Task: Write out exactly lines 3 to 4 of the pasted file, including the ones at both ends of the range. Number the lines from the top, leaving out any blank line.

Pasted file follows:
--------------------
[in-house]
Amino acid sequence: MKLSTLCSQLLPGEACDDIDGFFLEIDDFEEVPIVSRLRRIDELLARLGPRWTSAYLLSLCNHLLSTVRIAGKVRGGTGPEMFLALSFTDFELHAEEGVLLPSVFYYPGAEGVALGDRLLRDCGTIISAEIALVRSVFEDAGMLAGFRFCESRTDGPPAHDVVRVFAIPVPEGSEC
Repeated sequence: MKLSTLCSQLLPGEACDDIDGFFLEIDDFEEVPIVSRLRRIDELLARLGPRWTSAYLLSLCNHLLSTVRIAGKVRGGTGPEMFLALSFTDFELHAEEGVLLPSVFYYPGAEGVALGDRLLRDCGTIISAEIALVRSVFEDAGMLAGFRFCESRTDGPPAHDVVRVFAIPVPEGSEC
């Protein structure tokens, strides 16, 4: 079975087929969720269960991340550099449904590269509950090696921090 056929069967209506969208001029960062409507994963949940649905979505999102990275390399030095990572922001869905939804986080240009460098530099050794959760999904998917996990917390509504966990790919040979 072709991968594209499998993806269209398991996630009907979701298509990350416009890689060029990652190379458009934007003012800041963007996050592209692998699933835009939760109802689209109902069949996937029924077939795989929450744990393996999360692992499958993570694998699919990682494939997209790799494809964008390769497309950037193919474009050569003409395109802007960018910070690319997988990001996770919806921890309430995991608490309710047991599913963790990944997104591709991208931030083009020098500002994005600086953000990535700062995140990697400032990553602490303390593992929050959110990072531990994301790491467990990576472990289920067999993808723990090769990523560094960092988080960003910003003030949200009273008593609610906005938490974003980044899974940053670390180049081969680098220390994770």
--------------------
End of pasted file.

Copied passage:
Repeated sequence: MKLSTLCSQLLPGEACDDIDGFFLEIDDFEEVPIVSRLRRIDELLARLGPRWTSAYLLSLCNHLLSTVRIAGKVRGGTGPEMFLALSFTDFELHAEEGVLLPSVFYYPGAEGVALGDRLLRDCGTIISAEIALVRSVFEDAGMLAGFRFCESRTDGPPAHDVVRVFAIPVPEGSEC
């Protein structure tokens, strides 16, 4: 079975087929969720269960991340550099449904590269509950090696921090 056929069967209506969208001029960062409507994963949940649905979505999102990275390399030095990572922001869905939804986080240009460098530099050794959760999904998917996990917390509504966990790919040979 072709991968594209499998993806269209398991996630009907979701298509990350416009890689060029990652190379458009934007003012800041963007996050592209692998699933835009939760109802689209109902069949996937029924077939795989929450744990393996999360692992499958993570694998699919990682494939997209790799494809964008390769497309950037193919474009050569003409395109802007960018910070690319997988990001996770919806921890309430995991608490309710047991599913963790990944997104591709991208931030083009020098500002994005600086953000990535700062995140990697400032990553602490303390593992929050959110990072531990994301790491467990990576472990289920067999993808723990090769990523560094960092988080960003910003003030949200009273008593609610906005938490974003980044899974940053670390180049081969680098220390994770």